Gonorrhea is a sexually transmitted infection (STI) caused by bacteria that infects the cervix, urethra and other reproductive organs. Infections can also infect the throat and anus. Gonorrhea can be treated and cured. Many people infected with Gonorrhea have no symptoms and can unknowingly pass the infection on to their sexual partner(s). If symptoms develop, they may appear two to seven days after sexual contact with an infected person. Symptoms vary depending on which part of the body is infected. Females may experience abnormal vaginal bleeding, discharge, or dysuria. Left untreated, Gonorrhea in females may lead to pelvic inflammatory disease and fertility complications such as ectopic pregnancy. Gonorrhea infection from oral sex may lead to sore throat and swollen glands. Gonorrhea infection from anal sex may cause itchiness and discharge from the anus. Gonorrhea is spread through unprotected oral, vaginal or anal sex with an infected person.  Until the patient finishes their treatment, they continue to have the infection and can pass it to others (Centers for Disease Control and Prevention, 2021b).

Gonorrhea is treated with oral antibiotics in combination with an intramuscular (IM) injection. It is important that one completes the treatment and abstain from unprotected sexual activity for at least seven days following treatment. All sexual partners within the past 60 days should be examined, treated and informed that having no symptoms does not mean there is no infection (Centers for Disease Control and Prevention, 2021b).

Reportable Diseases

Both chlamydia and gonorrhea are reportable diseases and the provider should report cases to local and state public health agencies as well as to the Centers for Disease Control and Prevention. Requirements and procedures vary by county and state. For more information see Medline’s Reportable Diseases list.

Human Papillomavirus- HPV

HPV is a common sexually transmitted infection (STI). Both males and females can be infected with HPV. Almost three quarters of sexually active individuals have been exposed to HPV during their lifetime. There are over 100 strains of HPV and some strains of HPV can cause visible genital warts. The warts are usually painless but may be itchy, uncomfortable and hard to treat. Some strains of HPV cause genital, anal, throat and cervical cancers. HPV spreads through sexual activity and skin-to-skin contact in the genital area with an infected person. Since some people are asymptomatic they don’t know they have the virus and consequently pass the virus to their sexual partners. Treatments are available for genital warts but there is no cure for HPV (Centers for Disease Control and Prevention, 2021c). To learn more about HPV symptoms, treatments, and prognosis visit the CDC HPV Fact Sheet.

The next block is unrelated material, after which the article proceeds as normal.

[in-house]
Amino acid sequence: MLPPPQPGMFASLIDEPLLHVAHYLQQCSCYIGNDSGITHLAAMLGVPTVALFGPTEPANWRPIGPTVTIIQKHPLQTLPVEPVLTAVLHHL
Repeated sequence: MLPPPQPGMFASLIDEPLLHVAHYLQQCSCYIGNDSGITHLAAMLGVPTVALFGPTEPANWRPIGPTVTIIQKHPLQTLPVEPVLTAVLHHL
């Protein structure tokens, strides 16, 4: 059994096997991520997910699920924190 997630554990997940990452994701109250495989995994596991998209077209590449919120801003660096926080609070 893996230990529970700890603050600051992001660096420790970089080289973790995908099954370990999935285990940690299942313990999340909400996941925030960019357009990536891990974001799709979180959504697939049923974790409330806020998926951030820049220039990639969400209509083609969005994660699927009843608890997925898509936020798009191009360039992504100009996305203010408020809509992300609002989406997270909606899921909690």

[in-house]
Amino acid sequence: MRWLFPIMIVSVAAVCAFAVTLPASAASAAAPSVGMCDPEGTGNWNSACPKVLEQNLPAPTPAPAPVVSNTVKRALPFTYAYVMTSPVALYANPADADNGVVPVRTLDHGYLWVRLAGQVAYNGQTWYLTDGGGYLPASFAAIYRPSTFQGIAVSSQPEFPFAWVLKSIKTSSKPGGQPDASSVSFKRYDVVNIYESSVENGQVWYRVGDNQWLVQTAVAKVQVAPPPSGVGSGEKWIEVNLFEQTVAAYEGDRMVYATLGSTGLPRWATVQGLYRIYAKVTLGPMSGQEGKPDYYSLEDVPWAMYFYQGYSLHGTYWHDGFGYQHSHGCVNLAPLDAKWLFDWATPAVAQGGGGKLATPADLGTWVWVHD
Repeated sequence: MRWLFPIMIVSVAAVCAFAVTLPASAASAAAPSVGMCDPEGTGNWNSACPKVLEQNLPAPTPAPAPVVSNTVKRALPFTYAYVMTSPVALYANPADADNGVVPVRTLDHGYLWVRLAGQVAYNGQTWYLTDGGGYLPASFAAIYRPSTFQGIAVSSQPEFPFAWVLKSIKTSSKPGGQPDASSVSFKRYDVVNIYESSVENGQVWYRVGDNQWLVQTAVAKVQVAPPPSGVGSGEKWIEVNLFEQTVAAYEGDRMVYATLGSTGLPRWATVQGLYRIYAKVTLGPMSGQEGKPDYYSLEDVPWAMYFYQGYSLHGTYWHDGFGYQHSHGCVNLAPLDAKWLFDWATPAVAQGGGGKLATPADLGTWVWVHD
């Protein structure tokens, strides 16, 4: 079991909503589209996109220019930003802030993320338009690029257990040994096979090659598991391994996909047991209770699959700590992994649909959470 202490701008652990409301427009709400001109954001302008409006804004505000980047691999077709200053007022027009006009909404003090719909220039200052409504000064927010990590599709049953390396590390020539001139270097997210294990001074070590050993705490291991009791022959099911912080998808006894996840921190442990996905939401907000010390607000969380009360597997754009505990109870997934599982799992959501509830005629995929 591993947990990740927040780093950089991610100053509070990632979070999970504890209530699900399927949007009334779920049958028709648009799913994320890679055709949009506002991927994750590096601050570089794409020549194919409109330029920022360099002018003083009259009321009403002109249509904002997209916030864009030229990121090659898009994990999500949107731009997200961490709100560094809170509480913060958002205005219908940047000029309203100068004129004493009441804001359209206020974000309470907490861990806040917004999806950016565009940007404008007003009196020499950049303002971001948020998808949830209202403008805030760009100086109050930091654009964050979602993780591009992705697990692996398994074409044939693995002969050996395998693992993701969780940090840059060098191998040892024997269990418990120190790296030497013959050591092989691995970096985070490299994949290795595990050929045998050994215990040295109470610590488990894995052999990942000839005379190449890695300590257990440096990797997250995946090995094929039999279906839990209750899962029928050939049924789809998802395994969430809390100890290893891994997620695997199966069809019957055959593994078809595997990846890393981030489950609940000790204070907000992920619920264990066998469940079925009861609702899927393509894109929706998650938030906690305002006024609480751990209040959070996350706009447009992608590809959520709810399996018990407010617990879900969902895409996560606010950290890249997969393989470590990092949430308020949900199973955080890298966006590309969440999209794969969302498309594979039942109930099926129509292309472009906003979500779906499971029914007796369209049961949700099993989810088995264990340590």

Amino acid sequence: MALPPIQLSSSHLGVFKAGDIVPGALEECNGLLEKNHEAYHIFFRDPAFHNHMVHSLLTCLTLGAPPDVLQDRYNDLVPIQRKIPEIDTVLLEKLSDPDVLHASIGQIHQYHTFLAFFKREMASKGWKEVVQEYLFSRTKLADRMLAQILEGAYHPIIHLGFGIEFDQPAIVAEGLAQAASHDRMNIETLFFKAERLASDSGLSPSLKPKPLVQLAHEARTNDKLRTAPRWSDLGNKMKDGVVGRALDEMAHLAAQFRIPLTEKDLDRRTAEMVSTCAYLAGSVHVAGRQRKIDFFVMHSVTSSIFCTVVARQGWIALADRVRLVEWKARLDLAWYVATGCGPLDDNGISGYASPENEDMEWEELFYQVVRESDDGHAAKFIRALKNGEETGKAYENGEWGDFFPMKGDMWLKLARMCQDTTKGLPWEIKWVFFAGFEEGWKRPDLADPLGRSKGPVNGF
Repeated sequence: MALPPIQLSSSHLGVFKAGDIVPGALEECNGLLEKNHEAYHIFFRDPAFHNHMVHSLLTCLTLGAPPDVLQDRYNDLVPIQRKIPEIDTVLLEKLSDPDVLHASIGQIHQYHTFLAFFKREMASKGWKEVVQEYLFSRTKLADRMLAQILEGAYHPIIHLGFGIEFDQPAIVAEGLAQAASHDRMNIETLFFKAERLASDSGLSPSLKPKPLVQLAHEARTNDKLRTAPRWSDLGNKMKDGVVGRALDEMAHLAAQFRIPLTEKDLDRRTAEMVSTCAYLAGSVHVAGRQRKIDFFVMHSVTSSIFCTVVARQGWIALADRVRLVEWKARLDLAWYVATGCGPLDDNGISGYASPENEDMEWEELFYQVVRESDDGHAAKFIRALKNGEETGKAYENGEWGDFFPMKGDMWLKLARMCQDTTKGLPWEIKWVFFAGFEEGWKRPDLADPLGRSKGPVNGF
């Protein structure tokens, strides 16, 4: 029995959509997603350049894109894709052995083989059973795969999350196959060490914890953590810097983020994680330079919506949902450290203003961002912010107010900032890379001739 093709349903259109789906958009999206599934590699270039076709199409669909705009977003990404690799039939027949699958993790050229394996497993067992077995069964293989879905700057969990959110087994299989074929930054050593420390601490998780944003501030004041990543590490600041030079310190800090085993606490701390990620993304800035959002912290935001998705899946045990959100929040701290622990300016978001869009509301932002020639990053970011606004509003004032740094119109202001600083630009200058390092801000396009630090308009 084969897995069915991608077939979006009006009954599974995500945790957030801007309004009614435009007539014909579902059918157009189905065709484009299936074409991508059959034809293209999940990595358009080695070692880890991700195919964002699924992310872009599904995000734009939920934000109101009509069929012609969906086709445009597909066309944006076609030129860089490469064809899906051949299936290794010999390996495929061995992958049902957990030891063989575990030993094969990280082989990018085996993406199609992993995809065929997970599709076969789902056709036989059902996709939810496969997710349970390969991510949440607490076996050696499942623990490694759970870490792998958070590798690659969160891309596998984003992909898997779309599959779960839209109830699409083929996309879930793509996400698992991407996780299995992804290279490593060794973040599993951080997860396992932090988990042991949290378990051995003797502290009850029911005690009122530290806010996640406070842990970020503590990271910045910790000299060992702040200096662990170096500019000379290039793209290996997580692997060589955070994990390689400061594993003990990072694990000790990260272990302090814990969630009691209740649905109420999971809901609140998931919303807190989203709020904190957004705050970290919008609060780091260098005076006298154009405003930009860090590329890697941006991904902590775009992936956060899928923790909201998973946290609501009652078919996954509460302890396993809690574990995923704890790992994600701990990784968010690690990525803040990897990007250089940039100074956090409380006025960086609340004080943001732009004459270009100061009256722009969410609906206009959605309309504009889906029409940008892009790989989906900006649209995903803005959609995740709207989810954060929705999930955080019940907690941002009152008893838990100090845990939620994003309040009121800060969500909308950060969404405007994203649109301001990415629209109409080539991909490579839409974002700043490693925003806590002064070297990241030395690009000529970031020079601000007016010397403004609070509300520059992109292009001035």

HPV Vaccine

A vaccine is available for 9 HPV strains. This vaccine, often known by the brand name Gardasil® 9, assists the immune system in protecting the body against infections and diseases caused by HPV (National Cancer Institute, 2019). To learn more about HPV vaccines, please visit the National Cancer Institute’s HPV Vaccine Fact Sheet.

Herpes Simplex Virus (HSV)

Genital herpes is a sexually transmitted infection (STI) that is caused by a virus called herpes simplex virus (HSV). There are two types of herpes simplex viruses:

  • Type 1- oral herpes or cold sores (HSV-1)
  • Type 2- genital herpes (HSV-2).

These viruses are very similar and either type can cause genital herpes or cold sores. Symptoms might include dysuria, enlarged glands, myalgia, arthralgia and fever. Once a patient is infected with HSV, the virus remains in their body even after the symptoms are gone and can cause recurring outbreaks. Between the outbreaks, the virus stays in their body. When the virus becomes active again, the symptoms return but are usually less painful and heal faster. Recurring outbreaks vary from person-to-person, however they can be triggered by emotional or physical stress, exposure to sunlight, hormonal changes, poor nutrition, sexual intercourse, lack of sleep or a low immune system (Centers for Disease Control and Prevention, 2021d).

Herpes is spread through direct contact with the sores or blisters of an infected person. Contact (and transfer of the virus) can occur from genitals-to-genitals, mouth-to-genitals or mouth-to-mouth. Herpes can also be passed to the anal area. Herpes spreads easily during sexual contact while symptoms are present, or just before an outbreak of symptoms. An infected person may spread herpes even when they have no symptoms; this is called asymptomatic shedding. One can spread the herpes virus to other parts of their body after touching the sores; autoinoculation. The fingers, eyes and other body areas can accidentally become infected in this way. Hand washing after touching sores and blisters is recommended to prevent spreading the virus (Centers for Disease Control and Prevention, 2021d).